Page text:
A friend of mine who lives in Texas has a favorite saying: “That dog don’t hunt!”

The expression is usually applied to an idea or suggestion that is not workable. I think it is also a great descriptor of sales reps who are bad at their job and likely to stay that way. They may be fine people, but they are not suited to the sales profession.

I know most sales teams have a “non-hunting dog” because I hear about them in my sales management workshops. I always ask participants if there is anyone on their team they would not hire if they knew back then what they know now. Every single time, almost every single participant says “yes.”

Then I ask, “How long have you known this?” The answers vary from many months to even years. Ouch! That’s a lot of time invested into dogs that won’t hunt.

Which raises the questions: Why do so many sales managers hang on to these under-performers far too long?

One contributor is that sales managers who came up through the ranks learned that tenacity was a valuable trait: it helped them persist and win more deals. But as managers, it makes them hang on to low producers too long. They keep thinking they can “fix” the rep even when it’s not true. This is a lesson I learned the hard way.

The Wrong Kind of Job Security

Early in my career, I inherited a team from a sales manager who had been dismissed. There were six people on the team, and one rep was clearly the worst of the lot. I tried working with this poor performer for a number of months but he didn’t show any improvement.

Then suddenly the light bulb went on in my head. I realized how the rest of that team viewed this poor performer: as “job security.” As long as I allowed the poor performer to remain on the team—even though he had the lowest ratings (and also the worst sales numbers)—the next lowest performer was pretty sure her job was not in any danger. She was not thinking about success and achievement; she was thinking, “I’ve just got to be a little bit better than that guy.”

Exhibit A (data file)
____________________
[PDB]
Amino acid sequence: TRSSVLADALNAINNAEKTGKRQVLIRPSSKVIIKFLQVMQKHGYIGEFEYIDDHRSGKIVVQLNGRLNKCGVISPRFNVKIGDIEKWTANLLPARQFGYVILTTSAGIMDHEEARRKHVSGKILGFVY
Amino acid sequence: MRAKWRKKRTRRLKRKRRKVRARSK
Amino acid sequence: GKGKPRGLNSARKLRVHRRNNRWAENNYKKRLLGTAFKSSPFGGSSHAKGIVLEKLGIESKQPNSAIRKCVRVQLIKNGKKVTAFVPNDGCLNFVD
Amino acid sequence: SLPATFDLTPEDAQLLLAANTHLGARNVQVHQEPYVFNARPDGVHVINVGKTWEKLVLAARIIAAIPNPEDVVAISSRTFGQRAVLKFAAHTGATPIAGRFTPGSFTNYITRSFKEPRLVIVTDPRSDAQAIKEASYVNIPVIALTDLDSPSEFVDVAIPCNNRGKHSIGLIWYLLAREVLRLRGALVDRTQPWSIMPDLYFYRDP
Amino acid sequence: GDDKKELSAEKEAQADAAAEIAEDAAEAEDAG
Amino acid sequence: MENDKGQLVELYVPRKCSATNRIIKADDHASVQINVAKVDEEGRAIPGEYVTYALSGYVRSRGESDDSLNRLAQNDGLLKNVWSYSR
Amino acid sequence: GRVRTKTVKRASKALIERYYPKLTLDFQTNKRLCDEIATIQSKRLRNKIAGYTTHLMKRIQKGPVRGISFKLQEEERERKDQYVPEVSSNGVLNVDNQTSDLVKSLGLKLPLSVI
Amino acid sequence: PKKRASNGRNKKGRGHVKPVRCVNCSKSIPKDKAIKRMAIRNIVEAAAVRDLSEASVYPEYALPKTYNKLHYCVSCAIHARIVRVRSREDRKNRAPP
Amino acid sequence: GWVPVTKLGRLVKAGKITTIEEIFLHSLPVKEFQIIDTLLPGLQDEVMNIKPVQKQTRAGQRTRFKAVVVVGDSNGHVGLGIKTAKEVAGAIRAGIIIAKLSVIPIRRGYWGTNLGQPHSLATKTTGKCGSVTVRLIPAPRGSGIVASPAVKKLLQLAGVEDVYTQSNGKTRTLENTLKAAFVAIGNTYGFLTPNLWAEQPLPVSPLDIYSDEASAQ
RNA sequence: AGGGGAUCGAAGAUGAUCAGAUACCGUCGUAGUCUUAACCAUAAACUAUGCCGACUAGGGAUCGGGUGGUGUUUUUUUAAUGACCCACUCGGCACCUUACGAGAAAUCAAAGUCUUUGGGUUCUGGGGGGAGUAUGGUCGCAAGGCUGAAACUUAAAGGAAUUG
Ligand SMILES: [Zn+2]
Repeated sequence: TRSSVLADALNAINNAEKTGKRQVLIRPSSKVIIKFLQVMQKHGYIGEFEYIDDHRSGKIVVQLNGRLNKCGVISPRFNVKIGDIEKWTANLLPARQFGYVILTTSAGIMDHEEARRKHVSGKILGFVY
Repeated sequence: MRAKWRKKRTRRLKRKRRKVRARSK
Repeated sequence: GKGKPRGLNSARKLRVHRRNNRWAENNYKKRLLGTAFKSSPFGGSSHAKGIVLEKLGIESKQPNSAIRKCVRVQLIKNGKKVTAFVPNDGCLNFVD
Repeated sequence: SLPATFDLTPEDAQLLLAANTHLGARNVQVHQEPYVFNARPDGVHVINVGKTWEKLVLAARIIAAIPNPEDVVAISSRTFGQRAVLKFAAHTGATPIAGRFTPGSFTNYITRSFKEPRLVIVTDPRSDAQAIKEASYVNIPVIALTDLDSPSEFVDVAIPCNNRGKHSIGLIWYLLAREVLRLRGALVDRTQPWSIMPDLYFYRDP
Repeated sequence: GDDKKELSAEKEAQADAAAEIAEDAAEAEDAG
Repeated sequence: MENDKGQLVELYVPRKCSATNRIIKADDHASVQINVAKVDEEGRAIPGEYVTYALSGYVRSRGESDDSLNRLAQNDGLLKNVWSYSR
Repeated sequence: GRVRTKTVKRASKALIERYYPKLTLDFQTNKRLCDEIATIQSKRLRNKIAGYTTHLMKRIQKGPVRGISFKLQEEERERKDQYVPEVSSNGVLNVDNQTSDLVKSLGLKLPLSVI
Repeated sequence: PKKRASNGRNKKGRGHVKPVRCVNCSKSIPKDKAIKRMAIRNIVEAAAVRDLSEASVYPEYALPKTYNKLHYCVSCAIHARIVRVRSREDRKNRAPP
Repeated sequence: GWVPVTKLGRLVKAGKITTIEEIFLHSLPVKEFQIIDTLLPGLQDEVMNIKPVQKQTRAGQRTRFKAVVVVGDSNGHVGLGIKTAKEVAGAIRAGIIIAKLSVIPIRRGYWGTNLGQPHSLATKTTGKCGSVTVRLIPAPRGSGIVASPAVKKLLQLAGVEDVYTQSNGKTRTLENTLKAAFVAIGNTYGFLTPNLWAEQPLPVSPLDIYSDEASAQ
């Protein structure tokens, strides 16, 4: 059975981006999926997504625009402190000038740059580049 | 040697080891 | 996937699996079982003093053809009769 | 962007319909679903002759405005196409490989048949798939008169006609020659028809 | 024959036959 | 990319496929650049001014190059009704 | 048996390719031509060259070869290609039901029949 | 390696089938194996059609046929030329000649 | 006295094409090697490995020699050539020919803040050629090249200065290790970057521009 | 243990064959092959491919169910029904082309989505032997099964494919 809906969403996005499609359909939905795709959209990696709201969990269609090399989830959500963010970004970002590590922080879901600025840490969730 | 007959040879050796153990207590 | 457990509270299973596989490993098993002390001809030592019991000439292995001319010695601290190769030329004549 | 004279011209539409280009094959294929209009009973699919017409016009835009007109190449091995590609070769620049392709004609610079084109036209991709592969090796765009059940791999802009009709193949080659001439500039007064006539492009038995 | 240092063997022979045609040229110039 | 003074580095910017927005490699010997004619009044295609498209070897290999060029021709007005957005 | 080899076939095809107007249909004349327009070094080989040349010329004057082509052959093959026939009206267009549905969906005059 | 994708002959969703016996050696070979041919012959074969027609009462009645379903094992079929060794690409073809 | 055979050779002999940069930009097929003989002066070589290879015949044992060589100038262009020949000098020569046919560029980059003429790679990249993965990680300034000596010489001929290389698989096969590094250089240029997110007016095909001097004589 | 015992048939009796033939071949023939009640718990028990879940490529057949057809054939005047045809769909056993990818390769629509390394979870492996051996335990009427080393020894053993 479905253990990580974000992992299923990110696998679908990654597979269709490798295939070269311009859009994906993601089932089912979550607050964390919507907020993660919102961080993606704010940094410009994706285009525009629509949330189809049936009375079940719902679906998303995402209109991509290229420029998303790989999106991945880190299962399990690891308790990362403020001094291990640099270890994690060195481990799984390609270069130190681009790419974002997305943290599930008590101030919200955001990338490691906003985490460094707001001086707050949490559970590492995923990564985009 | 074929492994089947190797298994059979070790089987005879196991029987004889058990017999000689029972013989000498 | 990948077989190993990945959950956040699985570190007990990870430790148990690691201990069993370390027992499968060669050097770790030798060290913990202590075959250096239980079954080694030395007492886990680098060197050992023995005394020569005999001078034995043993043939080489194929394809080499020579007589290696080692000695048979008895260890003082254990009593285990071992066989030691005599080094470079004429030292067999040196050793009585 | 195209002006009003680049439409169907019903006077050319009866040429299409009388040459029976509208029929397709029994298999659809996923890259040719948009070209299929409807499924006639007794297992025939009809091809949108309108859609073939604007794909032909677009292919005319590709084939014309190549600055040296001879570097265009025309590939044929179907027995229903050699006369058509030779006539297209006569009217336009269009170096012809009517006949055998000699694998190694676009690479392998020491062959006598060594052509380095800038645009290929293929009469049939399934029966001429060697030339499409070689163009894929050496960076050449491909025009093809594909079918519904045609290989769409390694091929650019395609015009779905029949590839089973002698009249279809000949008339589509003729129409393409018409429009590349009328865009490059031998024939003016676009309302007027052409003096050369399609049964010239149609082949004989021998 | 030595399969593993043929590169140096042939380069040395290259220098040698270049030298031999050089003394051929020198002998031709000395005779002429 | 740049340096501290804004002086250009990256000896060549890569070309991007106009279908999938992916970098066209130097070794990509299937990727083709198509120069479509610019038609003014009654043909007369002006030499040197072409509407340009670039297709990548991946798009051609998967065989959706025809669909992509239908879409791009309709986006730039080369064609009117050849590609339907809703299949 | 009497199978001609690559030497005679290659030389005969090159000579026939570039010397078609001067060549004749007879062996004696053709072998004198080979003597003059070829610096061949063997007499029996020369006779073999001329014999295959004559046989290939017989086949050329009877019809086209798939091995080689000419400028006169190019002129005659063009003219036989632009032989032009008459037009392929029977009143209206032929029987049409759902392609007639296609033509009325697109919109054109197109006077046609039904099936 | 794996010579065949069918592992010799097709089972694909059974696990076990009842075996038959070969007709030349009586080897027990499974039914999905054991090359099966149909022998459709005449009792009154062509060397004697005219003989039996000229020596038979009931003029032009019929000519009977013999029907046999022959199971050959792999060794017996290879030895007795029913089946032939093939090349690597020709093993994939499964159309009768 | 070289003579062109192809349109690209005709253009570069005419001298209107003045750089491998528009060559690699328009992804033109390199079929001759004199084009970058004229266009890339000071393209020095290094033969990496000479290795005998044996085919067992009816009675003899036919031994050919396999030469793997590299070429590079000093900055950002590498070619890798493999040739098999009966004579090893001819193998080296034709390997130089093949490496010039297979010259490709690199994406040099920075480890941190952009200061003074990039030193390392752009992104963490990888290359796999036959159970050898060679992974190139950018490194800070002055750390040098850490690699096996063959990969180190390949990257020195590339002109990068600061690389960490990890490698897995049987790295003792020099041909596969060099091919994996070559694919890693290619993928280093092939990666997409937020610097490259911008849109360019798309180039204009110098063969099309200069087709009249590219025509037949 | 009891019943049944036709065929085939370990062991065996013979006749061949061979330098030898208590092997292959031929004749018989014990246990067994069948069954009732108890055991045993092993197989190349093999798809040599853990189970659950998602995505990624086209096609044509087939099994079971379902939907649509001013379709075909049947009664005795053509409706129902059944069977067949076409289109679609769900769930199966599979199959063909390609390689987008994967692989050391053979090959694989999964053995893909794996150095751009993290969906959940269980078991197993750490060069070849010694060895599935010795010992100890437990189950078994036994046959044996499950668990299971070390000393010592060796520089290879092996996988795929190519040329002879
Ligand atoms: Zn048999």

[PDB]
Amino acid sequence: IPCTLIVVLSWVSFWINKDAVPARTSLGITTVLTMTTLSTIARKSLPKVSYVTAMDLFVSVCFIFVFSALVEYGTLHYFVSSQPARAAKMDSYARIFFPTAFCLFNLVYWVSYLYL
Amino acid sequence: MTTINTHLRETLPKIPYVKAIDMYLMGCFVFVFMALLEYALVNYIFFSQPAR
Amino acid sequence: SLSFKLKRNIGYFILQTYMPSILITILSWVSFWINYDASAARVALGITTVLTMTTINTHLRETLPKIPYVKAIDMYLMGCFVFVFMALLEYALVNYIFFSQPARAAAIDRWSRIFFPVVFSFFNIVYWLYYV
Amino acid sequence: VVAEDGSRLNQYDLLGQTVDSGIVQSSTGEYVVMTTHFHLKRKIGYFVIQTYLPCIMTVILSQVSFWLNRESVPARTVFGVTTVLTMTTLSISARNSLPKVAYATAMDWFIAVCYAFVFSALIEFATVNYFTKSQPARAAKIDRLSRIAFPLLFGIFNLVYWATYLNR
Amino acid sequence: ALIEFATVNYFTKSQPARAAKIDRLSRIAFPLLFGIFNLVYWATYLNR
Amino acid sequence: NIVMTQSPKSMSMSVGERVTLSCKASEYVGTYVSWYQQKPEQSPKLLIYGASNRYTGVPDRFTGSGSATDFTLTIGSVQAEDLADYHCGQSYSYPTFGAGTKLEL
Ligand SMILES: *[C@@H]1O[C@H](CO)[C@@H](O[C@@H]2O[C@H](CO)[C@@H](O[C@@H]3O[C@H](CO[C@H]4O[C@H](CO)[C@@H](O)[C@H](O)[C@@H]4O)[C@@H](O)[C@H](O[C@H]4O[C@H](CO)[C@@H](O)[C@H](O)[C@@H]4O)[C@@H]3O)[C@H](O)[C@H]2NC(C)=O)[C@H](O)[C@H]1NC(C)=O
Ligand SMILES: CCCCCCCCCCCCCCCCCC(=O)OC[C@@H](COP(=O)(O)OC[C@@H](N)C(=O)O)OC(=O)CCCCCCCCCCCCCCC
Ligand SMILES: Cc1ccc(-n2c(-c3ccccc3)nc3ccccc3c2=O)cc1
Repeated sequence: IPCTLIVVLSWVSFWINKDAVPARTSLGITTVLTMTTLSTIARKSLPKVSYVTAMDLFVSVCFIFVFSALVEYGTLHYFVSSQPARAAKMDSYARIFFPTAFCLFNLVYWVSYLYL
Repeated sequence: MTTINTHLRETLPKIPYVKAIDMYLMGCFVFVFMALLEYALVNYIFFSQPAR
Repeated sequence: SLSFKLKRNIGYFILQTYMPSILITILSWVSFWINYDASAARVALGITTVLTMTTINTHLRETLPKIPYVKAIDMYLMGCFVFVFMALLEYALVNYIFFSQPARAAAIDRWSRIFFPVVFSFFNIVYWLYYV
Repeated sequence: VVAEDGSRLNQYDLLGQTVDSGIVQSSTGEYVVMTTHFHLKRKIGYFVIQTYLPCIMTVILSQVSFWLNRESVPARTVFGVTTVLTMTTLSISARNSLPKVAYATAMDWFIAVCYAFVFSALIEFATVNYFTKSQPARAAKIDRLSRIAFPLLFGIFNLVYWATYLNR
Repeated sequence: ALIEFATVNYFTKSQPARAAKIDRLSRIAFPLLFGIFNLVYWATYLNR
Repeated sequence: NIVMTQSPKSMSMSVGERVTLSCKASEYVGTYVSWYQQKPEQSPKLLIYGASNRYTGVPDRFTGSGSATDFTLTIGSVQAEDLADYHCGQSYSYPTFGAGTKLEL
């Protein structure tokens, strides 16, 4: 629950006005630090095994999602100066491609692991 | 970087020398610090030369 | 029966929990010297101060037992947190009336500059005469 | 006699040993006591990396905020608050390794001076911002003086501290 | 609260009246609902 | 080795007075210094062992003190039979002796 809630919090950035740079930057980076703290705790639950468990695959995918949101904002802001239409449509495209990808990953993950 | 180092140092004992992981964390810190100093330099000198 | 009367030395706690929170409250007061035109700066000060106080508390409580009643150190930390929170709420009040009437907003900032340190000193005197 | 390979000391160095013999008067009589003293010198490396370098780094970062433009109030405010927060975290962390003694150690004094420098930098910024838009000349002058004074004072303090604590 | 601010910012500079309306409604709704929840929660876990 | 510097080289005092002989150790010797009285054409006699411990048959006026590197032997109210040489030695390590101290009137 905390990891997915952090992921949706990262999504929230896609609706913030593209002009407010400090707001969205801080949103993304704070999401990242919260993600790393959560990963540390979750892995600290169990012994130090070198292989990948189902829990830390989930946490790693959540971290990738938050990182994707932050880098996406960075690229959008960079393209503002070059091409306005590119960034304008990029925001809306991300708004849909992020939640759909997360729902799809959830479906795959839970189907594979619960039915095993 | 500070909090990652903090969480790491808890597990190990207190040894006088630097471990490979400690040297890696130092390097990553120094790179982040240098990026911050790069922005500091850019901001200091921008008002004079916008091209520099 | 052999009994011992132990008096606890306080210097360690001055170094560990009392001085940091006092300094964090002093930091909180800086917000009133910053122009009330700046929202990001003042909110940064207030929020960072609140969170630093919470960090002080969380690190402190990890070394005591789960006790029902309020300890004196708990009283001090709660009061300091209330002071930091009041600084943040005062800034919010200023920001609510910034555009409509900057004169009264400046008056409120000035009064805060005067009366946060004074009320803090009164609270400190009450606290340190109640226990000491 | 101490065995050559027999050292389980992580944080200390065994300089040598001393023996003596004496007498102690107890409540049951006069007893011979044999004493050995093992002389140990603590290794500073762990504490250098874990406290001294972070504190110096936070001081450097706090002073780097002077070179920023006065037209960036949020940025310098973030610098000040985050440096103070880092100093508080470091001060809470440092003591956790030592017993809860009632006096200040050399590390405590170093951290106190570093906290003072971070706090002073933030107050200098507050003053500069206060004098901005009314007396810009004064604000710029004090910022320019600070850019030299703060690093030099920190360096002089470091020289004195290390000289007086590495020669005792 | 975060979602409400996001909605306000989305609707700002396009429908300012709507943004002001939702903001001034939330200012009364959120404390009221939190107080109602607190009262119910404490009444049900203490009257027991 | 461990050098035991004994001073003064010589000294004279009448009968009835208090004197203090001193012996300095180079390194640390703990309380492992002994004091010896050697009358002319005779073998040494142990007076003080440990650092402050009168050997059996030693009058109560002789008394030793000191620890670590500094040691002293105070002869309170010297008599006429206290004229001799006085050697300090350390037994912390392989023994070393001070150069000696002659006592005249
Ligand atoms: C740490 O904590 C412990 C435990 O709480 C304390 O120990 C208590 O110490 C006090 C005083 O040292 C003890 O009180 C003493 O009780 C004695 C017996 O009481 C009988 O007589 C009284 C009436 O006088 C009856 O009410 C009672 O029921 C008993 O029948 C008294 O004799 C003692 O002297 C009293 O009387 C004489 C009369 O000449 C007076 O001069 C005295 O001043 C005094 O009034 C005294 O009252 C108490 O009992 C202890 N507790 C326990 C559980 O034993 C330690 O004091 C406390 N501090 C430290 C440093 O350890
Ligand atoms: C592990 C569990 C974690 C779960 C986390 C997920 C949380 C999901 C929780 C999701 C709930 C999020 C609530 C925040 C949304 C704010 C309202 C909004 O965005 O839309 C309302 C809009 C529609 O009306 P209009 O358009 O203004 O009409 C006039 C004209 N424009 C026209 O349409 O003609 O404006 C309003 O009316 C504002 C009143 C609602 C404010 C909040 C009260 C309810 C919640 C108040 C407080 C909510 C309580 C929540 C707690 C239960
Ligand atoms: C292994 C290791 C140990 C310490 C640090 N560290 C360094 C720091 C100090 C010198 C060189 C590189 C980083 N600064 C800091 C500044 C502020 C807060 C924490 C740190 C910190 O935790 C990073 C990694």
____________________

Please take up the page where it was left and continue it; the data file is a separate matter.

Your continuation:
It was definitely one of those DOH! moments. I thought I was doing the right thing by devoting time to a rep that I was responsible for. But really I’d been letting down they rest of the team. Robbing them of my time and attention and setting a very low bar for what was acceptable performance.

Raising that Low Bar

Every sales manager has a de facto “minimum acceptable standard”—their poorest performing rep—occupying a sales territory right now. If that person is dog that doesn’t now and will never hunt, why keep wasting your organization’s resources?

I’m not saying you should cut the low person on the totem pole at the first opportunity. Every rep deserves some level of attention and effort from their sale manager.

But don’t wait too long before leading this poor producer to what I think of as the “crossroads of consequences.” If they start to “hunt” —changing in ways you both agree on and in an agreed-on timeframe—they can stay on the team. If they don’t, then you’ll be making a visit to HR to start the process of letting them go.

Easier said than done, I know, but you owe it to your team and your organization to not let poor performers linger.


Kevin F. Davis shares practical solutions to the most challenging issues that frontline sales managers struggle with every day. Kevin blogs on methods for everything from leading, coaching, and managing priorities, to hiring, forecasting, and driving rep accountability. Kevin is the president of TopLine Leadership, Inc., and the author of the new book, “The Sales Manager’s Guide to Greatness.”Find his blogs and articles at TopLineLeadership.com/blog and kevinfdavis.com/blog